- The Washington Times - Tuesday, March 15, 2005

ANNAPOLIS — Senate President Thomas V. Mike Miller has put a hold on consideration of all of Gov. Robert L. Ehrlich Jr.’s pending appointments, escalating the battle between the legislature and the governor over the administration’s hiring and firing practices.

The Executive Nominations Committee delayed action on 82 appointments yesterday, and Mr. Miller said he doesn’t know when they will reach the Senate to be confirmed.

“It could be a permanent hold on all these nominees,” he said.

The Senate president blamed the delay on the governor’s failure to appoint members to two Democratic slots on the state election board that are acceptable to Democratic leaders.

“All we’re asking is appoint Democrats that are, in fact, Democrats,” said Mr. Miller, Calvert and Prince George’s Democrat.

Lawrence Hogan, Mr. Ehrlich’s appointments secretary, described Mr. Miller’s actions as “childish and unfair.”

“All kinds of people who are volunteering for public service are caught in the crossfire here because Mike Miller had a bad day and didn’t take his medicine,” Mr. Hogan said. “Mike Miller is holding them hostage. I guess we have to go from here and see what he does.”

With less than a month left in the 2005 session, Sen. Philip C. Jimeno, Anne Arundel Democrat and chairman of the Executive Nominations Committee, said about 180 of Mr. Ehrlich’s nominees have not been confirmed by the Senate, including the 82 put on hold Monday night.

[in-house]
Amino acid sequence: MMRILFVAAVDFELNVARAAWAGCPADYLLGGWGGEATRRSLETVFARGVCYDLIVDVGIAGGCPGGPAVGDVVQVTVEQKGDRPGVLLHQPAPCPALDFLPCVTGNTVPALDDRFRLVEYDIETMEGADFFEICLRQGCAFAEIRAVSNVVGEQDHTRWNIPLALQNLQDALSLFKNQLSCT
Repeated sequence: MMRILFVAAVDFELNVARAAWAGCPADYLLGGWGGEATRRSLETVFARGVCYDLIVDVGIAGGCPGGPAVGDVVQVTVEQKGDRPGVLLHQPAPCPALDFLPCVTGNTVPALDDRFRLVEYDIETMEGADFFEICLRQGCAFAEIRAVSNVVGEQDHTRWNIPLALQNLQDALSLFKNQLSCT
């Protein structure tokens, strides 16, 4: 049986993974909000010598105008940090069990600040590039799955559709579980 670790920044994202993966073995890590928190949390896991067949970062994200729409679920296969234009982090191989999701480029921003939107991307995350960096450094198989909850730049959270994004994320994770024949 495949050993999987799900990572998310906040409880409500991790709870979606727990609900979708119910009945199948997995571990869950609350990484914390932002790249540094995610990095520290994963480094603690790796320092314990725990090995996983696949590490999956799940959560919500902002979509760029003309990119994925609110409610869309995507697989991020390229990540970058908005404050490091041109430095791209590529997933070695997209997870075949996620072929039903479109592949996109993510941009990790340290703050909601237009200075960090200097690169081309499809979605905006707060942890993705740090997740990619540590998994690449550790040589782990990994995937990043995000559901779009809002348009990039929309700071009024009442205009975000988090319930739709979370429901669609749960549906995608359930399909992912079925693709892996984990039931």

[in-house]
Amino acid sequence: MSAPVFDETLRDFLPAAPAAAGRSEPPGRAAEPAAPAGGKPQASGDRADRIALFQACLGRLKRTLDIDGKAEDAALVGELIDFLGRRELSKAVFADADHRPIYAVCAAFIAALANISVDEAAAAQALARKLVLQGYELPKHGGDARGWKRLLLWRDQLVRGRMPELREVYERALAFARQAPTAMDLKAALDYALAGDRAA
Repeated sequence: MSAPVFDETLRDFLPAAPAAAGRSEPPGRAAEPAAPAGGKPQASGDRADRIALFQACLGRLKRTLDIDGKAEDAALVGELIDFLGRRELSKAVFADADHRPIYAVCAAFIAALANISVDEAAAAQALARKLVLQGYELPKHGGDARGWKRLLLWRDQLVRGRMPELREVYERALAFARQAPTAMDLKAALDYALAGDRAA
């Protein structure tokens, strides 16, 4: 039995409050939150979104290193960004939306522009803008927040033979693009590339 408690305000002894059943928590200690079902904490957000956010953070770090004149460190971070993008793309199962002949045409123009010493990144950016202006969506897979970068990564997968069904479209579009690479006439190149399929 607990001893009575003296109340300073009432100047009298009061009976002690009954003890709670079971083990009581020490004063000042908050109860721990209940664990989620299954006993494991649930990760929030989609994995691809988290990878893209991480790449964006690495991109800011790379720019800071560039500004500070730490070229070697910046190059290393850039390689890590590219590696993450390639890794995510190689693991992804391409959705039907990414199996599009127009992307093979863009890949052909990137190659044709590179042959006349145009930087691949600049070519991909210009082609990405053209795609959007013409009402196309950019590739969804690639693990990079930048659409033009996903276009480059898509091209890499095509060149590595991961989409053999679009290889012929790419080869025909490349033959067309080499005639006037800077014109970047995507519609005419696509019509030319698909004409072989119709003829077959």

He said Democrats have approved 1,000 nominees since Mr. Ehrlich took office in 2003 and rejected only one, Lynn Buhl, the governor’s first choice to be secretary of environment.

The election board, by law, includes three members of the party that holds the governor’s office, currently the Republican Party, and two members of the minority party. Mr. Jimeno said when former Gov. Parris N. Glendening appointed a Republican not acceptable to Republican leaders, he and Mr. Miller intervened to have a person appointed who had the support of Republicans. He wants the Ehrlich administration to do the same thing.

“This is a normal, legislative process of using the leverage that we have,” Mr. Jimeno said. “It will be resolved. We’ve had all in all three years of a good relationship” with the Ehrlich administration.

Mr. Ehrlich appointed former state Delegate Frank Boston of Baltimore to fill one of the Democratic slots last summer. He has been meeting with the board as an interim appointee, but has not been voted on by Mr. Jimeno’s committee.

Mr. Hogan said the second vacancy has not been filled because the Senate has not acted on Mr. Boston’s appointment, which Mr. Jimeno said was made by the governor without consulting with Democrats.


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